The first church was an “unusual” group of people. Acts 2:44-47 says that “All the believers were together and had everything in common. Selling their possessions and goods, they gave to anyone as he had need. Every day they continued to meet together in the temple courts. They broke bread in their homes and ate together with glad and sincere hearts, praising God and enjoying the favor of all the people. And the Lord added to their number daily those who were being saved.”

They were unusual, at least in my mind, because they had a sense of community that is uncommon today. Christians are known widely for their generosity and love, but this kind of community is rare, even among Christians. For the most part, we do not meet together daily, sharing meals regularly, sharing our possessions as if they were not our own. Our culture would find this strange behavior, and we are likely to agree. As much as we might love our brothers and sisters in Christ, most of us like to protect “our space.”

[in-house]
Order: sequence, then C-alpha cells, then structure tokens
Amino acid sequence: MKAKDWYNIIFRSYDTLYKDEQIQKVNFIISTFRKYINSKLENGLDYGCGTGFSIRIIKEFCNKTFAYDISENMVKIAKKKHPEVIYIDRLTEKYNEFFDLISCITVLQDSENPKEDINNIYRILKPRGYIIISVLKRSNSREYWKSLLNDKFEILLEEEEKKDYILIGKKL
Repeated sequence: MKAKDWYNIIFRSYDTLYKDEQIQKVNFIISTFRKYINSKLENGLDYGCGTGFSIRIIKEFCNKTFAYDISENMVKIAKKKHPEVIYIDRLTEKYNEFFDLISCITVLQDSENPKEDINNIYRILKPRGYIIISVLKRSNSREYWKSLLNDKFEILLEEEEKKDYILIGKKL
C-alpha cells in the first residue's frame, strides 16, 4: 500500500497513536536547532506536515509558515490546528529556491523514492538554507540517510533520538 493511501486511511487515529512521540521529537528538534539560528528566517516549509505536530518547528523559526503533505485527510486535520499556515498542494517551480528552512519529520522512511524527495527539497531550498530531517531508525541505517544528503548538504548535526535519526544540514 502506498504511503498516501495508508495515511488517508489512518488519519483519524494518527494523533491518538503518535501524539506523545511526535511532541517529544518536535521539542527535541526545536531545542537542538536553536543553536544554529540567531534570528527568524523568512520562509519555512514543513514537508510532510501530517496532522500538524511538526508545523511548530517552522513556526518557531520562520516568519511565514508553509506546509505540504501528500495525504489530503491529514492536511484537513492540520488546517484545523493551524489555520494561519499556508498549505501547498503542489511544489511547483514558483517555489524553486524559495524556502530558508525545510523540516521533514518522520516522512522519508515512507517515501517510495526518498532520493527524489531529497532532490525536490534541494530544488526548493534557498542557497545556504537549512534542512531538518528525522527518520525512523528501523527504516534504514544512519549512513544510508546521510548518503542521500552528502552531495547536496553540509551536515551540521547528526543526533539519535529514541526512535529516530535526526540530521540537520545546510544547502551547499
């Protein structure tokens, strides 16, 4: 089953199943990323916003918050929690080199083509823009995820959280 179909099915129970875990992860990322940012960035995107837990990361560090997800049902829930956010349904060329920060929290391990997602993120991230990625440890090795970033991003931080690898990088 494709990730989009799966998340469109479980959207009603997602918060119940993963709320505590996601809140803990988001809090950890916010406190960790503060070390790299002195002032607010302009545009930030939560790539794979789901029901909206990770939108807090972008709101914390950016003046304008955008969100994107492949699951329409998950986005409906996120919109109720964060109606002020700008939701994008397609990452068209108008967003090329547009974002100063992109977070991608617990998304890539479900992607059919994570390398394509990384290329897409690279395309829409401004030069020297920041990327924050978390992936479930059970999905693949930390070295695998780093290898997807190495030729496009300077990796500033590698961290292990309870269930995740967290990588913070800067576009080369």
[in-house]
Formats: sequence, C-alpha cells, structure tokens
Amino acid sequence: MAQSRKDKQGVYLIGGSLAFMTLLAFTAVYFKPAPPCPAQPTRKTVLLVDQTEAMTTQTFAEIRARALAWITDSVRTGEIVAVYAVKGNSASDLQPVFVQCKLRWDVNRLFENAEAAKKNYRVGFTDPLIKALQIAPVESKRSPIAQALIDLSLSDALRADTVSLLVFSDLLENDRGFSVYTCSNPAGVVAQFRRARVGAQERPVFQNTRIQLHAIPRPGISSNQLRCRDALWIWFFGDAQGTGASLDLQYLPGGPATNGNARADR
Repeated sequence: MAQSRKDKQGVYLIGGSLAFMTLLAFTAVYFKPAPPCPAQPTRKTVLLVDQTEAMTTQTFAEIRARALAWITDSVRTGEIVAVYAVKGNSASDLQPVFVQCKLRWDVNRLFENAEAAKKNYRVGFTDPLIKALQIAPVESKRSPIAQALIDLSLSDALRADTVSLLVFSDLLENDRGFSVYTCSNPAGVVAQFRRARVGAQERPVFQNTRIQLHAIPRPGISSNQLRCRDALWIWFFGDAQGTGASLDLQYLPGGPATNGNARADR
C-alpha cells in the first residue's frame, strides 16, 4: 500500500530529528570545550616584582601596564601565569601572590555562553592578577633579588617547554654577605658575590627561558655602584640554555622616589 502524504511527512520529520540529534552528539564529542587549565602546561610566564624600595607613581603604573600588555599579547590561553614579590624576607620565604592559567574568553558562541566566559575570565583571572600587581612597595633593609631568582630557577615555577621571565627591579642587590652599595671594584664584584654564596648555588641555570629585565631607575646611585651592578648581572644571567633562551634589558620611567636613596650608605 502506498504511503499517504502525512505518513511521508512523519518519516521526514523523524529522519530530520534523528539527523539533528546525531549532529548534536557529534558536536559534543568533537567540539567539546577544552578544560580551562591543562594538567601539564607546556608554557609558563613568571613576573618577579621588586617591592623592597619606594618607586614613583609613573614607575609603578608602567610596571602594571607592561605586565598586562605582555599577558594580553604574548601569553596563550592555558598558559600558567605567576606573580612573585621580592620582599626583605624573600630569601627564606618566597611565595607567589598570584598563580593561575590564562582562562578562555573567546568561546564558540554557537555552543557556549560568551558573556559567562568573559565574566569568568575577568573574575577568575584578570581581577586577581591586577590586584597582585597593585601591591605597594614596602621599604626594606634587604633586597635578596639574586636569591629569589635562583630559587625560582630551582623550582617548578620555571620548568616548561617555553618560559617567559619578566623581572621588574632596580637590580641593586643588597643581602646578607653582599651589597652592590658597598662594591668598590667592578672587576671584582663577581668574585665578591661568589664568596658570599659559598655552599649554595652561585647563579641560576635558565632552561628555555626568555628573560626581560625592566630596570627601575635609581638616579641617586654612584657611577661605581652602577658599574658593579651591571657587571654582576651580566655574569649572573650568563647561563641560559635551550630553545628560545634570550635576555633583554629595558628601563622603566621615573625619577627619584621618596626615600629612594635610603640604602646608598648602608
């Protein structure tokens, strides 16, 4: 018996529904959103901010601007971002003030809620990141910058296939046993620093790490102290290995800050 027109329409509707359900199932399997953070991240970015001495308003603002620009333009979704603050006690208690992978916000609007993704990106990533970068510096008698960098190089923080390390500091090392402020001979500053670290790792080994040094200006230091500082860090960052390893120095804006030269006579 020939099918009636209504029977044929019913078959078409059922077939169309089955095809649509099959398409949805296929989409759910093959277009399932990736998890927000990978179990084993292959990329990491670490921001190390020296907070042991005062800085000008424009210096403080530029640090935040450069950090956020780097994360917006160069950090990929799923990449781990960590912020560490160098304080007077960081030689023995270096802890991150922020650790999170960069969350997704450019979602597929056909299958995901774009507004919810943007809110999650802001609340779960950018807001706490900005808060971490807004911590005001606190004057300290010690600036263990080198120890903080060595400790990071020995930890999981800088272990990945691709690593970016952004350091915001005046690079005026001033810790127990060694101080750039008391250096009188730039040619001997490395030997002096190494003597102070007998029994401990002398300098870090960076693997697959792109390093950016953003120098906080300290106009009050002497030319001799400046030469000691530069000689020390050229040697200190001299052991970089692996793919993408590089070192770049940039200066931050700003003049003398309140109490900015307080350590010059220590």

Perhaps it’s our understanding of what it means to love one another, as Jesus commanded in John 13:34: “A new command I give you: Love one another. As I have loved you, so you must love one another.” This has to be important to Jesus; he repeats the command in John 15:12, 17. How did Jesus love us? Sacrificially. He loved us to the point of dying for us.

While I’m not expecting any of us to encounter circumstances where we might have the choice of dying for our brothers and sisters in Christ, I know that there are other circumstances in life when we might have the opportunity to love sacrificially. Paul explains it like this in Romans 12:10: “Be devoted to one another in brotherly love. Honor one another above yourselves.” Generosity is often an expression of our love out of the excess of what we have; sacrificial love gives regardless of what we have, as if to our own family, as if the other person is more important than ourselves.

In this new year, let us work on loving each other in this way. Let us make Paul’s words in 1 Thessalonians 3:12 our prayer for the year: “May the Lord make your love increase and overflow for each other and for everyone else, just as ours does for you.”